2012 looking better than expected!
Top ten indicators are positive
The Mayans may be predicting the end of the world in 2012, but U.S. manufacturing, and manufacturing technology in particular, certainly would not be able to support that position. The year is only a quarter old, but the numbers for manufacturing technology don’t appear to be slowing. Year-to-date orders are up more than 20 percent over the first quarter of 2011. A continuation of this trend through the next quarter is supported by the dashboard appearing here.
Broken down by the numbers, the dashboard is impressive in that 80 percent of the indicators are positive (green), no indicator is pointing downward, and only one indicator remains in the red zone. The take on the current dashboard is that the odds are for continued growth in the second quarter of 2012. The worst case scenario, sans a major disaster, is for the second quarter to be on par with the first and only slightly larger than the second quarter of 2011. The strength of the indicators suggests a year-end number clearly up over 2011.
Keeping an eye on the indicators for changes that will have a positive or negative effect on the current outlook is critical. Indicators likely to have a positive impact on the outlook are the capacity utilization figures as we climb toward 80 percent. The flyer in this area would be the housing starts. The other is the potential of the Purchasing Managers’ Index (PMI) climbing above 55 in the second quarter, which would signal a likely increase in manufacturing’s growth rate and signal a stronger than expected third quarter manufacturing technology orders rate.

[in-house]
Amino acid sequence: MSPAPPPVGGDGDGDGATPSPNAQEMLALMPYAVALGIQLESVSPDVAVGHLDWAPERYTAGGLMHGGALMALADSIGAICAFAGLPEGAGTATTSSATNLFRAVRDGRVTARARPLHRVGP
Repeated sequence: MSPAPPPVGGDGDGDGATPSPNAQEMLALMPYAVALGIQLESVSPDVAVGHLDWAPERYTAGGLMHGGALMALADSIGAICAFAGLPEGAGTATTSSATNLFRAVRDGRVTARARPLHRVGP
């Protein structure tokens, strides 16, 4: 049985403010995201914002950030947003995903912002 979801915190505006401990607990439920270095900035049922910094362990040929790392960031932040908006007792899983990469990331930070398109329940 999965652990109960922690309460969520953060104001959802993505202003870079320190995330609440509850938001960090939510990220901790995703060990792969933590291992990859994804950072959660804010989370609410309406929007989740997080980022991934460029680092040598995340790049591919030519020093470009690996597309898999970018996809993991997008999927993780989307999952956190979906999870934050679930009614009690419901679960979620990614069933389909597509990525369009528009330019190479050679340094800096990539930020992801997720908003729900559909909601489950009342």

On the downside, there are three things to keep an eye on. The top two are: the possibility of the AAA bond rate moving negatively as political uncertainty creeps into risk assumption; and light vehicle sales which could go either way in the next 2 quarters. The third one to keep an eye on is the PMI. It’s expected to remain above 50, but any sudden decline in the index should be eyed with caution.
The best indicator